In the Nation
Ruling challenges 'don't ask' policy
SEATTLE - The military cannot automatically discharge people because they are gay, a federal appeals panel ruled yesterday in the case of a decorated flight nurse who sued the Air Force over her dismissal.
The three judges from the San Francisco-based U.S. Court of Appeals for the Ninth Circuit did not strike down the "don't ask, don't tell" policy. But they reinstated Maj. Margaret Witt's lawsuit, saying the Air Force must prove that her dismissal furthered the military's goals of troop readiness and unit cohesion.
"Don't ask, don't tell" bars the military from asking about the sexual orientation of service members but requires discharge of those who acknowledge being gay or engaging in homosexual activity.
Yesterday's ruling led opponents of the policy to declare its days numbered.
Child-rescue unit gets more funds
WASHINGTON - Congress has renewed and approved a bigger budget for a joint private-public program that has helped rescue more than 100,000 missing children since it was created in 1984.
The action was followed yesterday by a Justice Department ceremony to honor police departments and citizens who have worked to stop predators and bring missing children home. Four former victims of child abduction, including Elizabeth Smart of Utah, released a government guide they helped write offering advice for kidnap victims.
The Senate gave voice approval late Tuesday to a measure authorizing up to $40 million a year for five years for the National Center for Missing and Exploited Children. The bill passed the House in December and now goes to President Bush.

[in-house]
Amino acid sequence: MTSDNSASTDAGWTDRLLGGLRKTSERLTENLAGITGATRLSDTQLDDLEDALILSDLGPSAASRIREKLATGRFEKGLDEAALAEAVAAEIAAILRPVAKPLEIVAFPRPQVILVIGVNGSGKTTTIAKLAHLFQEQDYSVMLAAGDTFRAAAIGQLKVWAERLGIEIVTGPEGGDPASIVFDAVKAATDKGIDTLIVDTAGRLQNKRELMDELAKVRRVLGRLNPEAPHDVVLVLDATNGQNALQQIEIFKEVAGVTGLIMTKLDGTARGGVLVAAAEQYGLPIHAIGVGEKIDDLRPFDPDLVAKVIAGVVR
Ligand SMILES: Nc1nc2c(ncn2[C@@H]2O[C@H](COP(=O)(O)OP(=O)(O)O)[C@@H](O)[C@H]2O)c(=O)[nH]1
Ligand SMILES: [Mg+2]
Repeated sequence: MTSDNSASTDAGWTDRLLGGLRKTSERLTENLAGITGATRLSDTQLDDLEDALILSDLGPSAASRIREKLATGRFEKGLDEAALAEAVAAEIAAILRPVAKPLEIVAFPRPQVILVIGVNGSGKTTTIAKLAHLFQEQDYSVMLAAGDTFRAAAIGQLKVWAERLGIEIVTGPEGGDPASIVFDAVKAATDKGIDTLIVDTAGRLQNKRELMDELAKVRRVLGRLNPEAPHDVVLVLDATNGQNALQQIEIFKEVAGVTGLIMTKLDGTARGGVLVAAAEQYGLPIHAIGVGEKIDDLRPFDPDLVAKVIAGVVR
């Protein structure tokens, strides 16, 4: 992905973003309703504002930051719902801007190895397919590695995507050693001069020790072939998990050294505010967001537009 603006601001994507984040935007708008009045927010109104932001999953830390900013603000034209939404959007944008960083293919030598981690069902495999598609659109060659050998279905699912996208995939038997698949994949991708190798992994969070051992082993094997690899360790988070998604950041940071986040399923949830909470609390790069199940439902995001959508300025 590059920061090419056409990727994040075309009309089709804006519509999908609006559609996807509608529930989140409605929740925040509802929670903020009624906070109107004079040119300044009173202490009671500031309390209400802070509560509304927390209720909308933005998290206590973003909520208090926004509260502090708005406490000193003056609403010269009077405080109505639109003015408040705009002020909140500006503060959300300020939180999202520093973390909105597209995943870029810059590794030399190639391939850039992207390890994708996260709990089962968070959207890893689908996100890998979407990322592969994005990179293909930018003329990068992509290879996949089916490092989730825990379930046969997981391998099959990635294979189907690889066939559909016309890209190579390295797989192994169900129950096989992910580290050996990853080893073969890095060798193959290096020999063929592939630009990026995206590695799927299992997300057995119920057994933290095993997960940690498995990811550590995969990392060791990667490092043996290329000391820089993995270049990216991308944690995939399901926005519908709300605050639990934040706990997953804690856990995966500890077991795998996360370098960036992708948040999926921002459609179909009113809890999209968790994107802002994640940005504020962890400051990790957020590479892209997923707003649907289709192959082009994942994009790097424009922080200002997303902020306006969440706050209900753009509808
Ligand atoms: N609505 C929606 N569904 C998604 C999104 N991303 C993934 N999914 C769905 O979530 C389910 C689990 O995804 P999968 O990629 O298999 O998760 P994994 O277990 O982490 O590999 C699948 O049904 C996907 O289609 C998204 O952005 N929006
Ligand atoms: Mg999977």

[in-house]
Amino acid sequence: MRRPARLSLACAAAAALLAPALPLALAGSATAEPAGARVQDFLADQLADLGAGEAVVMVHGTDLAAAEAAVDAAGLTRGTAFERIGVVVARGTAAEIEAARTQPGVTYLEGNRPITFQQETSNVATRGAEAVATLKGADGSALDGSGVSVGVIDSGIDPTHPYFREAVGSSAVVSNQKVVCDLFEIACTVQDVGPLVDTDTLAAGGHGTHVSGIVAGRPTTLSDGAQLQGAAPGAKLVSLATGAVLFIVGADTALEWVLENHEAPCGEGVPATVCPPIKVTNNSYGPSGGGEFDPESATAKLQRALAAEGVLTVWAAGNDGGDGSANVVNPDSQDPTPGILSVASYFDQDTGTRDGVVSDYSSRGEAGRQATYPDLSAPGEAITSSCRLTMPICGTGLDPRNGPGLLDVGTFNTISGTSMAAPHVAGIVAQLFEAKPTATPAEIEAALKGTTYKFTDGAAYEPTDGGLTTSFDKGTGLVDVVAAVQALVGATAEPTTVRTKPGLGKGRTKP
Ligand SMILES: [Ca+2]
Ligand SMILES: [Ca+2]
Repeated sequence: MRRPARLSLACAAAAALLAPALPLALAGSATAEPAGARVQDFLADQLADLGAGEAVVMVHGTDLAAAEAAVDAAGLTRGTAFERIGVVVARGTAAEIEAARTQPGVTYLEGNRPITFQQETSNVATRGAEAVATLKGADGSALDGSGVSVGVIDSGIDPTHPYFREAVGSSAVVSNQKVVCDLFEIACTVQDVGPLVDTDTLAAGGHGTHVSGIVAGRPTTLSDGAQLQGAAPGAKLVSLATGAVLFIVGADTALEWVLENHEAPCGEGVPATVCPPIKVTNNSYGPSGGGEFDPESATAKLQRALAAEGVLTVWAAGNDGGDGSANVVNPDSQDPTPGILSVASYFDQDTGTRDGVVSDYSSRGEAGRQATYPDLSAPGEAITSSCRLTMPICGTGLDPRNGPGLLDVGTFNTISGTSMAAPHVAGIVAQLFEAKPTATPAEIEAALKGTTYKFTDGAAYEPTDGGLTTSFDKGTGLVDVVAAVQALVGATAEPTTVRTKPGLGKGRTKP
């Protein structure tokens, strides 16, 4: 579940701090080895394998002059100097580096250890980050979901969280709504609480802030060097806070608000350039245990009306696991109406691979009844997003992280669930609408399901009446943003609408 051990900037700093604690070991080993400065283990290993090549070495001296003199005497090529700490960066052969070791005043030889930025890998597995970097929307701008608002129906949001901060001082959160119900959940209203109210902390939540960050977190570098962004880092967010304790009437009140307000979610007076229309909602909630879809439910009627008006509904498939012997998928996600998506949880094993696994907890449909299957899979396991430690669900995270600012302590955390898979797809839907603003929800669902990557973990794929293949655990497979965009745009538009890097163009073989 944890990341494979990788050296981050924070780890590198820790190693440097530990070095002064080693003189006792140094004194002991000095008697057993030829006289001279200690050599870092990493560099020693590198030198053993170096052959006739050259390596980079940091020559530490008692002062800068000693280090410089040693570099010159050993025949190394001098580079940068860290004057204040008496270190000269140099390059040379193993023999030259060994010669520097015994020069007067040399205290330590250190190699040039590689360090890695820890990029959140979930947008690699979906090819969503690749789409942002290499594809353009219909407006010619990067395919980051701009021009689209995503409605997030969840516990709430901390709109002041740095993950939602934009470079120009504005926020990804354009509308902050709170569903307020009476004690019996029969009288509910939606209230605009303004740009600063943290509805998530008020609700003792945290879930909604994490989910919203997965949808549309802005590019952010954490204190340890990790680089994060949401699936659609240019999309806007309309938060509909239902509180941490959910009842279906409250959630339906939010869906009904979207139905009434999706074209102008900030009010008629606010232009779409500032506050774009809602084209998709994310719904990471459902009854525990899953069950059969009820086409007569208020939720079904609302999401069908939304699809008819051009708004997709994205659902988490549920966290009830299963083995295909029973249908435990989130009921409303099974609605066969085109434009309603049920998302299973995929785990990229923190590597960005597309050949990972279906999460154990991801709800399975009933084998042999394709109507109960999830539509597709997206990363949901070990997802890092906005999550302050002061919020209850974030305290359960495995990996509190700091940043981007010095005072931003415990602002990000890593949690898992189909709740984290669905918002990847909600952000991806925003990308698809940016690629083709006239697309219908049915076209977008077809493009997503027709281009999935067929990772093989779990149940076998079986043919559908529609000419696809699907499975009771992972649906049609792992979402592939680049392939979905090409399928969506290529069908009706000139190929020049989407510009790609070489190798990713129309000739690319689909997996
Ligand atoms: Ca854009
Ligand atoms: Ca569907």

11-year-old knows his geography
WASHINGTON - Quick: Cochabamba is the third-largest conurbation in what country?
Your answer might be, "Huh?" But Akshay Rajagopal, 11, answered "Bolivia" to clinch the 20th annual National Geographic Bee yesterday. A conurbation is a large, densely populated urban area.
Akshay's correct answer capped a two-day event at the National Geographic Society in which he got every question right. A sixth-grader in Lincoln, Neb., he won a $25,000 scholarship. He answered questions that included the westernmost Asian national capital (Ankara, Turkey), the country where Makossa is a popular type of music (Cameroon), and the location of Tillya Tepe (Afghanistan).
"I think I was just lucky," he said.
Former President Jimmy Carter
yesterday praised Hamilton Jordan, his White House chief of staff who died Tuesday, as a master political strategist who helped make a "peanut farmer from the South" president.
State transit officials'
concerns that fixing or replacing Minneapolis's I-35W bridge would be a "budget buster" may have led to bad maintenance decisions before its deadly collapse Aug. 1, a report released yesterday concluded. The report also criticized the Minnesota Department of Transportation for mishandled bridge inspections.